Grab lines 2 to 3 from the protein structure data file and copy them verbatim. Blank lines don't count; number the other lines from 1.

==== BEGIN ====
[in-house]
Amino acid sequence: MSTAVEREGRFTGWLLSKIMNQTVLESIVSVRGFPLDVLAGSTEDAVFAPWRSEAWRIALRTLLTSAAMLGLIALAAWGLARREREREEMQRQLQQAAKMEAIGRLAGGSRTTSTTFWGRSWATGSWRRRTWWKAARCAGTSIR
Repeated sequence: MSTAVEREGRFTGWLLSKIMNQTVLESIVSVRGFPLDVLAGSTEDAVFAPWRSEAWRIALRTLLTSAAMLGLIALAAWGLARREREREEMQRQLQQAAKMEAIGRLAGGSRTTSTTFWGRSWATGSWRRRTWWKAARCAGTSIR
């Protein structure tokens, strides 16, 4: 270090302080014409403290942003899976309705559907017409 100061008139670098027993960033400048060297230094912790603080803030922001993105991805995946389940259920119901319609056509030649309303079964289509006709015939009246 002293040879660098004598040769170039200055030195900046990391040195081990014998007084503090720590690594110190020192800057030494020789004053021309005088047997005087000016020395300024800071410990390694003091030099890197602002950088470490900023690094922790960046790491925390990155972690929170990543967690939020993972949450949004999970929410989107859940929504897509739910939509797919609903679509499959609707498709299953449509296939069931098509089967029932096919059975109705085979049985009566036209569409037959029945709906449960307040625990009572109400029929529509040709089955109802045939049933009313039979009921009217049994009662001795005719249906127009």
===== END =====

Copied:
Amino acid sequence: MSTAVEREGRFTGWLLSKIMNQTVLESIVSVRGFPLDVLAGSTEDAVFAPWRSEAWRIALRTLLTSAAMLGLIALAAWGLARREREREEMQRQLQQAAKMEAIGRLAGGSRTTSTTFWGRSWATGSWRRRTWWKAARCAGTSIR
Repeated sequence: MSTAVEREGRFTGWLLSKIMNQTVLESIVSVRGFPLDVLAGSTEDAVFAPWRSEAWRIALRTLLTSAAMLGLIALAAWGLARREREREEMQRQLQQAAKMEAIGRLAGGSRTTSTTFWGRSWATGSWRRRTWWKAARCAGTSIR